ReferenceFamily Medicine 2007; 39: 266–273
Authors and institutionNancy Pandhi, Department of Family Medicine; Barbara Bowers, School of Nursing, University of Wisconsin; Fang-pei Chen, School of Social Work, Columbia University
SettingFamily medicine residency in Madison, Wisconsin, US
AimsTo examine how patients perceive a continuity of care doctor–patient relationship in a family medicine setting, from its development through its consequences
Research designThe grounded theory method was used ‘to guide the sampling, data collection, and analysis processes’. In-person interviews
Sampling40 eligible patients (had had an appointment 3 months prior to the study's commencement, were 18 years or older, lived in the 10 zip code areas most populated by clinic patients, and were not patients of the first author) were randomly selected and invited to take part by letter. ‘Individuals not opting out were telephoned and invited to participate in the study if their characteristics added variation to the existing sample. This subsequent participant selection was based on theoretical sampling decisions driven partly by the ongoing analysis and partly by the patient characteristics identified as important for continuity in prior research.’ Patients received US$25. Characteristics of the 14 participants: age range 25–62 years; six male; health status varied from excellent-poor; time with physician varied from 4 months to 19 years
Data collectionEarly interviews were ‘open ended, eliciting participants' perceptions of care’. Interviews were audiotaped and transcribed ‘in entirety’. The authors say that by adopting a grounded-theory approach, they minimised the imposition of preconceptions: each interview was analysed before the next interviews, and questions were used in subsequent interviews that evolved throughout the analysis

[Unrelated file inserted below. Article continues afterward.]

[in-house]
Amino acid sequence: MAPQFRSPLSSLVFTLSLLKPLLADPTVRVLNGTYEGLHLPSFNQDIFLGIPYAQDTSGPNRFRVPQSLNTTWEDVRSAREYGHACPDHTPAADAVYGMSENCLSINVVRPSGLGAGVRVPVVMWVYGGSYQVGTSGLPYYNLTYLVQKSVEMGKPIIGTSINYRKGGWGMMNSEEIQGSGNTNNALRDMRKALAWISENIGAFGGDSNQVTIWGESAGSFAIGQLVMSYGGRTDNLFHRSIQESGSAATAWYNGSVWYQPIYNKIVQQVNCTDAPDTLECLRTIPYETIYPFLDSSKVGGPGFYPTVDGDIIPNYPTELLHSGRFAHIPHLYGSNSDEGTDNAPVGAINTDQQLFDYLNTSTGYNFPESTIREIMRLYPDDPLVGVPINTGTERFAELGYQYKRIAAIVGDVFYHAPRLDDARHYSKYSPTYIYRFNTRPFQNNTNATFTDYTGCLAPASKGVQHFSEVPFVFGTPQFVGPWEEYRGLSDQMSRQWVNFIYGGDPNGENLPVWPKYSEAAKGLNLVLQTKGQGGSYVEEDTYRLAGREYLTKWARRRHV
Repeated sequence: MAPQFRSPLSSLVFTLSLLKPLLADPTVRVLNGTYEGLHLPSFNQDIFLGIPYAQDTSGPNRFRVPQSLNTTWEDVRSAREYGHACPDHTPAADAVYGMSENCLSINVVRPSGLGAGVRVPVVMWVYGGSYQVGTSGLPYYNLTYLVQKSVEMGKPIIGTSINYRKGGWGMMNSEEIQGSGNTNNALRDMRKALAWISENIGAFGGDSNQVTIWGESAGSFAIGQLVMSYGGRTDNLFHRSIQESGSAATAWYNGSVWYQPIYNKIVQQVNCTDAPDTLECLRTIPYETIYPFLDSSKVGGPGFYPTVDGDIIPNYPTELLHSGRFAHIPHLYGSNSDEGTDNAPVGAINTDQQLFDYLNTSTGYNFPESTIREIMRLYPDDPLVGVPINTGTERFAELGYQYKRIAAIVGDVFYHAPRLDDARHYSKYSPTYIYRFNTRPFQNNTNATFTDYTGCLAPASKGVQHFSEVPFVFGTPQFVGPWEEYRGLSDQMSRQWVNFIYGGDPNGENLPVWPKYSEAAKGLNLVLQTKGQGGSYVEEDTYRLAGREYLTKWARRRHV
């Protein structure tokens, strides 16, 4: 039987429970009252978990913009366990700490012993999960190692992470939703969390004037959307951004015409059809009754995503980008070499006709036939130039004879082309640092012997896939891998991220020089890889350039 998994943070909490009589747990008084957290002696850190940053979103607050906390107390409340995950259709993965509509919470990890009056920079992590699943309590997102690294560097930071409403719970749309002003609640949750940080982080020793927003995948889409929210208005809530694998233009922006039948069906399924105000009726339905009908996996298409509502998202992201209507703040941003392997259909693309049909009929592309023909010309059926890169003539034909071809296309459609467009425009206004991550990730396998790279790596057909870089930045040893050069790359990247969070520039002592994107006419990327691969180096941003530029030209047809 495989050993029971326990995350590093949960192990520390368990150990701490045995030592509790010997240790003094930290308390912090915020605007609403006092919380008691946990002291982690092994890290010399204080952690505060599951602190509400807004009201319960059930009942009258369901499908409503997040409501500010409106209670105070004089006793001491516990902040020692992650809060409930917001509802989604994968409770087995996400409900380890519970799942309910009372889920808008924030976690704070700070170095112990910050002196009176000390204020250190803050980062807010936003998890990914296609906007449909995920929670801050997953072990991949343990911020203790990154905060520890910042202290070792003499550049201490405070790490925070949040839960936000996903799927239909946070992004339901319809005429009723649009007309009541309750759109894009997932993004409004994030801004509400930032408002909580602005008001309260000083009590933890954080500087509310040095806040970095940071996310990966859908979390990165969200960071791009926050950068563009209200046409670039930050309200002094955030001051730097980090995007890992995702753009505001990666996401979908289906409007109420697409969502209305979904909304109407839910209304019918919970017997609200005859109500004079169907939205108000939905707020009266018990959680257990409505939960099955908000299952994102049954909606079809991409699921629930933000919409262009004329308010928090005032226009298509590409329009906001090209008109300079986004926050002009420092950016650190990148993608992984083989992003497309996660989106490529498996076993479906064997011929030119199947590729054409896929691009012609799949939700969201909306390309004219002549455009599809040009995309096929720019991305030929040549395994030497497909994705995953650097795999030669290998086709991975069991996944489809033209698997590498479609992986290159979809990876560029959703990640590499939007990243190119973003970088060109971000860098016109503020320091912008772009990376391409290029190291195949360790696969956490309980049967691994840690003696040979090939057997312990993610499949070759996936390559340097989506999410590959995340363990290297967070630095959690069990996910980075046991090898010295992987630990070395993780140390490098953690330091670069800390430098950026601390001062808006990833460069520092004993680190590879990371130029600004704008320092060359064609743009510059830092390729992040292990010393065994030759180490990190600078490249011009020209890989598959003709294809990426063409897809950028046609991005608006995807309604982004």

Reflexivity‘… researchers were from nursing, social work, and family medicine backgrounds, thereby allowing for multidisciplinary perspectives and reflexivity through the discussion of assumptions or biases potentially affecting analysis’
Ethical issues‘The study protocol was approved by the University of Wisconsin Institutional Review Board, and all subjects gave informed consent’
Data analysis‘… open, axial and selective coding schemes.’ ‘Each interview was analysed prior to conducting subsequent interviews. The subsequent interviews consisted of questions that evolved throughout the analysis. Interview questions verified the conceptual categories, generated new conceptual categories, filled in details about categories, or linked categories together. As the conceptual categories developed, early questions were replaced by other questions’